Then, there are all the historical documents I have accumulated and read. I have a folder on my computer (and backed up to external hard drive) that contains over 4,500 documents relating to our country’s history and the establishment of the Constitution. Included among those documents, are 125 letters between our Founding Fathers; 120 historical documents, such as the Cause and Necessity of Taking Up Arms; every presidential inaugural address; 66 Supreme Court rulings; and 408 files regarding the Constitution; including Madison’s Notes, the Federalist and Anti-Federalist essays, debates from the Ratifying Assemblies, and the State Ratification documents.
Again, I do not say this to brag, my knowledge pales in comparison to what my friend Mike Gaddy has managed to accumulate over the course of his life. Although I would love to stand in the presence of men like Jefferson, Samuel Adams, and Patrick Henry, I feel I would be unworthy to stand amongst such knowledgeable men; men whose burning desire was, not for comfort and security, but for rightful liberty; something else they don’t teach our children anything about today.
So, you will have to forgive me if I do not take your opinions seriously; especially when you sidestep the questions I raise and use circular logic to defend your position.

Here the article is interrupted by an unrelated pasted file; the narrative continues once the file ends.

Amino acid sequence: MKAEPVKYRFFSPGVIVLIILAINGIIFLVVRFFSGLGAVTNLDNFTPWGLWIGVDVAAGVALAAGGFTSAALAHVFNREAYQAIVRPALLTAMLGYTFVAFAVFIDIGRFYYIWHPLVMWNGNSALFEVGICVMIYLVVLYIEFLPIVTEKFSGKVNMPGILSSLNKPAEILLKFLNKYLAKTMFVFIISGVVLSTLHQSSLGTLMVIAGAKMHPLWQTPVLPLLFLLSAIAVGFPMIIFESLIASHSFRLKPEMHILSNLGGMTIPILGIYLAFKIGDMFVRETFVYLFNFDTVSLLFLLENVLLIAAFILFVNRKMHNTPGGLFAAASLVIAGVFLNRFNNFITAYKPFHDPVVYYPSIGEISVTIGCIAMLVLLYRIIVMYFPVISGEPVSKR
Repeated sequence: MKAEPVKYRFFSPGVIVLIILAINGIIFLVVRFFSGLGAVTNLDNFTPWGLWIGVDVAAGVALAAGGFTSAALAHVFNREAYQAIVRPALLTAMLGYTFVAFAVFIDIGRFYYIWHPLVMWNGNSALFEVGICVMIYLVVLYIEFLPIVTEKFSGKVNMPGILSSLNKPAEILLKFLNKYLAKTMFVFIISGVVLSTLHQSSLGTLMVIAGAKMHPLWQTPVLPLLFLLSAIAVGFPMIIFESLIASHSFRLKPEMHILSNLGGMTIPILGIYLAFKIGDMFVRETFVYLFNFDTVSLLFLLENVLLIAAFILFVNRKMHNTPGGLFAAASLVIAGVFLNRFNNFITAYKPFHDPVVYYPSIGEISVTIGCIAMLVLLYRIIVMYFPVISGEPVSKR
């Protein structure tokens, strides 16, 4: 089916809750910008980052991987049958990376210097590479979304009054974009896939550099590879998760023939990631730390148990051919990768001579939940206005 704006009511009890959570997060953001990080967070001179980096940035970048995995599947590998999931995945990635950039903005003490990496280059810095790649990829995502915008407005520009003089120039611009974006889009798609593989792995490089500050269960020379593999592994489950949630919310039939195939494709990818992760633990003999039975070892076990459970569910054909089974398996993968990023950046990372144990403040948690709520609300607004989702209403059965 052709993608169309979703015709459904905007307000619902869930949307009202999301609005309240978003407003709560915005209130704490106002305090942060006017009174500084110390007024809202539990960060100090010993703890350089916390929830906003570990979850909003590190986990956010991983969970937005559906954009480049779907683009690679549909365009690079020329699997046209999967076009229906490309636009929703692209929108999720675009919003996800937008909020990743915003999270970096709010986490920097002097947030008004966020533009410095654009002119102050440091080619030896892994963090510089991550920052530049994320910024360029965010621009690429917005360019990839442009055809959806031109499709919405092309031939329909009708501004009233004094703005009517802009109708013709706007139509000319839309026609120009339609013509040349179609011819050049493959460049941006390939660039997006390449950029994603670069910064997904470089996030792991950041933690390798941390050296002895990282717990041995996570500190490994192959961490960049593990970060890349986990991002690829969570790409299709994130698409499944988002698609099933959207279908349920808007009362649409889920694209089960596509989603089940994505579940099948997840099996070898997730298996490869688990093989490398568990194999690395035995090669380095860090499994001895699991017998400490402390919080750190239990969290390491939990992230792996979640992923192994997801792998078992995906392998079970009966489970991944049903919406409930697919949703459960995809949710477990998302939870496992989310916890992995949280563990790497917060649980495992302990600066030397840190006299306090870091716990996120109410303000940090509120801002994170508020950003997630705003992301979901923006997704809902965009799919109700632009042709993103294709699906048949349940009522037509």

Our educational system has one thing in common with our government though; it is doing exactly what those who established it sought out to do. Just as our government was NOT established to secure our rights and liberty, the public school system was not established to teach children to think; instead, it was established to be a system that taught them WHAT TO THINK.
It has succeeded in its mission; producing a country of ignorant government addicts; people who cannot shake their addiction to the institution that is depriving them of the freedom that God intended all men to enjoy.
When people allow their system of ‘education’ to fall into the hands of government, that system can then be used to manipulate the thoughts and beliefs of those who make their way through it; creating a docile and compliant society that refuses to accept that they are slaves, and considers it treasonous to oppose their precious government.
Yet, is that not how our country got started, by rabble rousing patriots who refused to bow down before a tyrant? Boy, we sure have fallen a long way since 1776, haven’t we?
November 15, 2022
~ The Author ~
Neal Ross, Student of history, politics, patriot and staunch supporter of the 2nd Amendment. Send all comments to: firstname.lastname@example.org.